For Plastics. Physical properties of plastics will vary widely. Urethanes, for example, may be a poor choice for moist environments, while 3D-printed plastics produced by stereolithography will become brittle if exposed to UV light.
For Metals. Similarly, metals will vary in their tolerance for chemical exposure. Among metals, stainless steel will be an obvious choice for many potentially corrosive environments, but will come up short in other areas such as heat transfer.
Thermal properties are those that govern a material’s response to temperature. Are they likely to be weakened or deformed by exposure to heat or to become brittle in response to cold? Does the material conduct heat readily or insulate? Temperatures affecting the part can be either environmental or can be generated by the assembly in which the part operates.
For Plastics. Thermal response can be a major issue in choosing plastics. While silicone is ideal for ovenware, many plastics can be damaged by the heat of a closed car on a summer day.
For Metals. While metals can generally tolerate higher heat than many plastics, a nickel chromium “superalloy” like Inconel can tolerate temperatures up to 700 degrees C, making it suitable for rocket engine parts. In less demanding roles, aluminium can be the ideal material for a heat sink, while stainless steel would not.
Electrical properties address characteristics such as conductivity, resistance, and inductance.
For Plastics. Electrical properties of plastics vary widely. This can be critical in compact devices like smartphones, in which current and signal must be isolated to prevent distortion or in medical devices in which strong currents or magnetic fields are used for diagnostics or treatment.
For Metals. Similarly, conductivity varies widely among metals. Copper is generally our first choice for conductivity, but aluminium offers good conductivity while reducing cost and improving resistance to corrosion if conductivity is not critical.
Frequently Overlooked Material Considerations
A lot of designers have a few “go-to” materials they use unless those have obvious shortcomings. This is fine if the material meets the need and the price is right. But in some cases you might be giving up benefits that you could turn up with a bit of research. Or you might discover problems in a prototype that would have turned up in a properties search, slowing your development process. Or maybe you could meet the needs at a lower price, which could really add up over a longer production run. Here are some examples:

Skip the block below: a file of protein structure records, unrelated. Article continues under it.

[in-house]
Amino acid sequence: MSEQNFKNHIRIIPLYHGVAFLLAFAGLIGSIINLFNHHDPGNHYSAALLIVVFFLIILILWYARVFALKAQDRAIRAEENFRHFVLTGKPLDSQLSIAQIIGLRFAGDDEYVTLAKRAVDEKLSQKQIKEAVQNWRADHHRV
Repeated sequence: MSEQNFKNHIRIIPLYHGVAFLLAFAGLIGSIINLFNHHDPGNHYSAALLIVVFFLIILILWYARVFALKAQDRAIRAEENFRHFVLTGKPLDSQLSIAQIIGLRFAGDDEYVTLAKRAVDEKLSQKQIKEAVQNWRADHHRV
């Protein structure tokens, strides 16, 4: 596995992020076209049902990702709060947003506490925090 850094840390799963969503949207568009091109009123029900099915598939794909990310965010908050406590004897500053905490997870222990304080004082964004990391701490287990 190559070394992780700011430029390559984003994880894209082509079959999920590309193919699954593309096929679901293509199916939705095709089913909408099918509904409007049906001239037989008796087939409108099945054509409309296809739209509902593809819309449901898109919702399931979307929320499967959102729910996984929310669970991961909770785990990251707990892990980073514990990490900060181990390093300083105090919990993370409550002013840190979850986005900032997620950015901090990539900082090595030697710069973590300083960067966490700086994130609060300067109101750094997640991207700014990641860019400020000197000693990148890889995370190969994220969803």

- You might think heat or UV damage are irrelevant in a product designed for indoor use. But what happens if it’s left out in the sun or in a closed car?
- Have you anticipated all forms of chemical exposure? Your small print may warn against certain chemicals, but a more resilient material can prevent user dissatisfaction.
- Have you considered all field conditions? An automotive component may be protected from UV under the hood, but has to deal with accumulated heat, while a similar motorcycle part may face exactly opposite conditions.
- How well will the component age? Is it disposable? Replaceable? Permanent?
- Is density a consideration? Some moving parts may benefit from lightness, while others need weight to function properly.
- Size and strength can be interchangeable. A thinner part made of a stronger material may save space. Using less material could make up for higher cost per unit of volume.
- Finish isn’t just a cosmetic issue. Factors like texture can be critical to ergonomics.
- The right material can help resolve design issues. For example, built-in spring clips or living hinges can eliminate the need for connectors.
- Heat can be a problem in many products. A well-designed heat sink made of the right metal or plastic can effectively move heat away from critical areas.